High probability that it could happen. The last large one crashed into Siberia in 1908. It flattend a few hundred miles. There is not much to be done about them. It has been suggested to blow them up, but that would only result in more scattered and smaller bits of radio activity. Targeting them with rocket motors could possibly veer them off course, but that would only be effective if the astorid is detected early enough. Another economically viable method would be to paint them a color that deflects or repels pressure from the sun which also controls their movement. There is a European mission, Don Quixote, that is studying this problem, however limited funds might bog this study down.
Is the static on your TV something to do with the Big Bang?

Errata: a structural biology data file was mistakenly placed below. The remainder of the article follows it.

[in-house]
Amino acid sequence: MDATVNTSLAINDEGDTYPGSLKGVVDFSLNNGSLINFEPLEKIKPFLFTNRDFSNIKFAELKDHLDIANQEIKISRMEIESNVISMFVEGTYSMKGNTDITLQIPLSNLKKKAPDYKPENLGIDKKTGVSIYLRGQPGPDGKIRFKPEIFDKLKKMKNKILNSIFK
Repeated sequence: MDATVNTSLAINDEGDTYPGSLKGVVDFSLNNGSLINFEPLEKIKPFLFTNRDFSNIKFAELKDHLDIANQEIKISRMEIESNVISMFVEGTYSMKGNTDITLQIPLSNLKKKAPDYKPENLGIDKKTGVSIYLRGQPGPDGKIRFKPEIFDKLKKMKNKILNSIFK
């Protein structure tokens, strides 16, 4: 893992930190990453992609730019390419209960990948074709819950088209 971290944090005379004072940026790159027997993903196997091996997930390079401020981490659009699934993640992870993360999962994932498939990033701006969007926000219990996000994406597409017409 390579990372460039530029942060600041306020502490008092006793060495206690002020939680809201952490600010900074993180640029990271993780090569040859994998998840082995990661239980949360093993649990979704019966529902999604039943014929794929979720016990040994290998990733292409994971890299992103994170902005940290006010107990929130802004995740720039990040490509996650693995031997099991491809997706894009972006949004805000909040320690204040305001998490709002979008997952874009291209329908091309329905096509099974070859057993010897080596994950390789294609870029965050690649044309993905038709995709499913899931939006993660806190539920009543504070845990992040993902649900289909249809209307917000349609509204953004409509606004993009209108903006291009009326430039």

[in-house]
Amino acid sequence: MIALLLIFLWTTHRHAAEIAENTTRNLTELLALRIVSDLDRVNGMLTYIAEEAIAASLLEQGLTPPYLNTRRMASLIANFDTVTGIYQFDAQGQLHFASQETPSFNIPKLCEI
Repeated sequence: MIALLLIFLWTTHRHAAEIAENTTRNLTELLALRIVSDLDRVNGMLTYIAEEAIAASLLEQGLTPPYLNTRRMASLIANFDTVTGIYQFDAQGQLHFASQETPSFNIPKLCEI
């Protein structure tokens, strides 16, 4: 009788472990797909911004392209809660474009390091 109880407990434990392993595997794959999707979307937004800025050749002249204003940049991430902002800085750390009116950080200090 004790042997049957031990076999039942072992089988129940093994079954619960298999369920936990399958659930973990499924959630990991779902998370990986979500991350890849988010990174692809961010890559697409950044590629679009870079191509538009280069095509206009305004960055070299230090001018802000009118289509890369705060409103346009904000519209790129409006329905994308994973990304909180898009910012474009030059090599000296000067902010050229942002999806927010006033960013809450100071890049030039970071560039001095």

If you've still got an analog television, and you switch it away from the channel, you get that black and white fuzz across the screen. One percent of that fuzz is light that was emitted three hundred thousand years after the Big Bang. Before that, the universe was opaque, so light couldn't get further than a centimeter before hitting something. But the universe expanded, it cooled, and there was this transition. Suddenly light could travel across the whole universe. From that point, we're still receiving light from those very early days. It interferes with your television, but it also tells us a huge amount about three hundred thousand years after the Big Bang. We can actually make a picture of the universe as it was back then. Not a simulation, not a drawing, not an artist's impression, but an actual, honest-to-God picture of the universe as it was, almost 13.7 billion years ago.